Indie rock, environmental powerhouse Guster performs
Guitarist and vocalist Adam Gardner offers advice to students
Guster, the indie rock phenom that played in Shapiro Gym last weekend, offered the more than 1,200 Brandeis students who packed the fall concert can-do examples on two levels: music and environmental conservation.
The band's founding members met as Tufts University freshmen in 1991. Headlining the nearly 90-minute energetic set, Guster performed hits from throughout their two-decade career. Jukebox the Ghost, an indie rock trio that formed at George Washington University in 2003, opened the evening, which was sponsored by Student Events.
“We feel very lucky that we’re able to do what we do,” said Adam Gardner, Guster guitarist and vocalist. "Brandeis is very similar to where we started."
Offering advice to would-be bands, he said: "You have a city. Start with smaller clubs, then go play at T.T.'s [the Cambridge venue T.T. the Bear’s], go play The Paradise. Play to the people. Take advantage of the fact that you don’t have to make a living from it now.”
Over the years, Guster has earned a reputation for their live performances, vocal harmonies, varied instrumentation, humor, and more recently, environmental activism, all of which were on display Saturday.
“It’s such a different world now,” said Gardner, who has also released an album of Chanukah music with The LeeVees and occasionally plays gigs with rock super-group Yukon Kornelius. “It doesn’t cost anything to make a record; you can do it on your laptop and spread it through your [social media] network. But it all starts with a good record. If you don’t have a good product, there’s no point in marketing it.”
As the band swapped instruments – from bongos to drums, guitars to keyboard, ukulele and trumpet – a sea of swaying bodies and bopping heads swarmed the stage to hear hits like “Amsterdam,” “Satellite” and “Airport Song,” as well as newer material from their 2010 release “Easy Wonderful.”
During an improvised rap, guitarist and vocalist Ryan Miller tossed leftover food at the audience – Silk and Morning Star Farms products, a loaf of bread.It’s not unusual for the band to curb unnecessary waste. Eight years ago, Gardner and his wife Lauren Sullivan founded the nonprofit Reverb, which helps musicians green their tours and educate fans about sustainability. Reverb has worked with artists like the Dave Matthews Band, Barenaked Ladies, Jack Johnson, and Sheryl Crow.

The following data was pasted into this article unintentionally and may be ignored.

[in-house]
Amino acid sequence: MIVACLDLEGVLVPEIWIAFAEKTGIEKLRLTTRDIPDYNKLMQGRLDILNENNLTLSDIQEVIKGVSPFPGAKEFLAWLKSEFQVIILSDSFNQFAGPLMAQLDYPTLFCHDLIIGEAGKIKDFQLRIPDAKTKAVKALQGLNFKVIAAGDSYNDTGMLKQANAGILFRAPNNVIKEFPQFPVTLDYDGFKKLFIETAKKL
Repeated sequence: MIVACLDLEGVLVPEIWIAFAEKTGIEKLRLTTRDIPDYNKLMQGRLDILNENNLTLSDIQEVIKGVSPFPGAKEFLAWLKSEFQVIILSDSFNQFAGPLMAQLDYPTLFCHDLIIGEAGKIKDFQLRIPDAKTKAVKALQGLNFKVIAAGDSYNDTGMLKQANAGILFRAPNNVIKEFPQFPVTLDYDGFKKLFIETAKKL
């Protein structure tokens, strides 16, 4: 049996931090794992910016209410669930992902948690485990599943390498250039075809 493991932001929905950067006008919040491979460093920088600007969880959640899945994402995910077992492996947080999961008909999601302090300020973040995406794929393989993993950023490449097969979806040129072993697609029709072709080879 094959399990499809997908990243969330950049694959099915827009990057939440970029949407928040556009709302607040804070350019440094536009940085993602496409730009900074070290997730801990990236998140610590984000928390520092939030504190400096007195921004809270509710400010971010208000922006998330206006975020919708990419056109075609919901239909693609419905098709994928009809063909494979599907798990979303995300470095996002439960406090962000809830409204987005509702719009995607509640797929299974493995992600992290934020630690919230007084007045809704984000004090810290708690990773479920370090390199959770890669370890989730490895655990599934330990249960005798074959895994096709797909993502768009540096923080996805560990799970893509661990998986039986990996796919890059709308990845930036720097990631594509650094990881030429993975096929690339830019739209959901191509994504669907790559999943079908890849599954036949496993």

And, of course, it works with Guster.
Similar to the band’s success in the music industry, Gardner said the environmental work is all about persistence.
“For any movement, there’s a spectrum and I respect that there’s a spectrum. I’ve chosen a ‘work with’ approach,” he said. “You won’t hear me talking out against things; you’ll hear me talking about being for things. I think that’s how Reverb has worked so well.”
Guster typically invites local environmental groups to set up booths at their shows, offers a platform for fans to coordinate ride-sharing to concerts and has headlined Reverb’s Campus Consciousness tour.
Whenever possible, the band tries to calculate the carbon footprint of the show – from the power used at the venue to hotels, flights, merchandise – and then tries to neutralize it by using refillable water bottles, reusable and biodegradable products, organic and local foods.
The show at Shapiro was powered in part by solar energy, according to Bryan Flatt '12, who worked with Student Events to coordinate the concert. Food was served with reusable dishes, separated recycling bins for glass, paper and composting were available, as were water coolers instead of bottles, he said.
“I’ve been doing this for eight years, working to make change happen,” Gardner said. “I’m very optimistic and encouraged by the response. It’s hopeful.”
The audience groaned when Miller announced the show was nearly over, and that the band would continue playing their final songs instead of leaving the stage before an assumed encore. After Miller gave a heartfelt thanks to the audience and advised students to “enjoy college,” Saturday, Guster closed the show with a mash-up of their encouraging “Hang On,” and Billy Joel’s “My Life.”
With the tour now complete, Guster dispersed home to their respective wives and young children. They plan to focus on writing new material but, Gardner says, the LeeVees will play a few shows this winter and would “love to play at Brandeis.”